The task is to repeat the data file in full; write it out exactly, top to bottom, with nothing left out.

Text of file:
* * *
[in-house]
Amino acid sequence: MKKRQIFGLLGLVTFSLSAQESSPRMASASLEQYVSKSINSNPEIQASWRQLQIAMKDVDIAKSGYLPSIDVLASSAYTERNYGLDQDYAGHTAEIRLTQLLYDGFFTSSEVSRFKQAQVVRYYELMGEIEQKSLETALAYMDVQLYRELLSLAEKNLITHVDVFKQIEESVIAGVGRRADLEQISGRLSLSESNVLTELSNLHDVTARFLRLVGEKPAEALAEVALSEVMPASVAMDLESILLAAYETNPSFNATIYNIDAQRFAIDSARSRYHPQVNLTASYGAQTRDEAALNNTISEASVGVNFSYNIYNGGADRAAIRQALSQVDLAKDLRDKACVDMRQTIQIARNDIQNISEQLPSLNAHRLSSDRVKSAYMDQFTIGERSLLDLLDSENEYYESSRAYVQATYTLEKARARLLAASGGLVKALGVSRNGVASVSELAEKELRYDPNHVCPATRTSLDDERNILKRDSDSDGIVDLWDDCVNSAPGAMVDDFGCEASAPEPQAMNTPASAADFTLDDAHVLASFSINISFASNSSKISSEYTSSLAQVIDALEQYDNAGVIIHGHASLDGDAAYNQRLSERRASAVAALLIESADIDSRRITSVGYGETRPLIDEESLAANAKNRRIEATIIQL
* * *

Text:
[in-house]
Amino acid sequence: MKKRQIFGLLGLVTFSLSAQESSPRMASASLEQYVSKSINSNPEIQASWRQLQIAMKDVDIAKSGYLPSIDVLASSAYTERNYGLDQDYAGHTAEIRLTQLLYDGFFTSSEVSRFKQAQVVRYYELMGEIEQKSLETALAYMDVQLYRELLSLAEKNLITHVDVFKQIEESVIAGVGRRADLEQISGRLSLSESNVLTELSNLHDVTARFLRLVGEKPAEALAEVALSEVMPASVAMDLESILLAAYETNPSFNATIYNIDAQRFAIDSARSRYHPQVNLTASYGAQTRDEAALNNTISEASVGVNFSYNIYNGGADRAAIRQALSQVDLAKDLRDKACVDMRQTIQIARNDIQNISEQLPSLNAHRLSSDRVKSAYMDQFTIGERSLLDLLDSENEYYESSRAYVQATYTLEKARARLLAASGGLVKALGVSRNGVASVSELAEKELRYDPNHVCPATRTSLDDERNILKRDSDSDGIVDLWDDCVNSAPGAMVDDFGCEASAPEPQAMNTPASAADFTLDDAHVLASFSINISFASNSSKISSEYTSSLAQVIDALEQYDNAGVIIHGHASLDGDAAYNQRLSERRASAVAALLIESADIDSRRITSVGYGETRPLIDEESLAANAKNRRIEATIIQL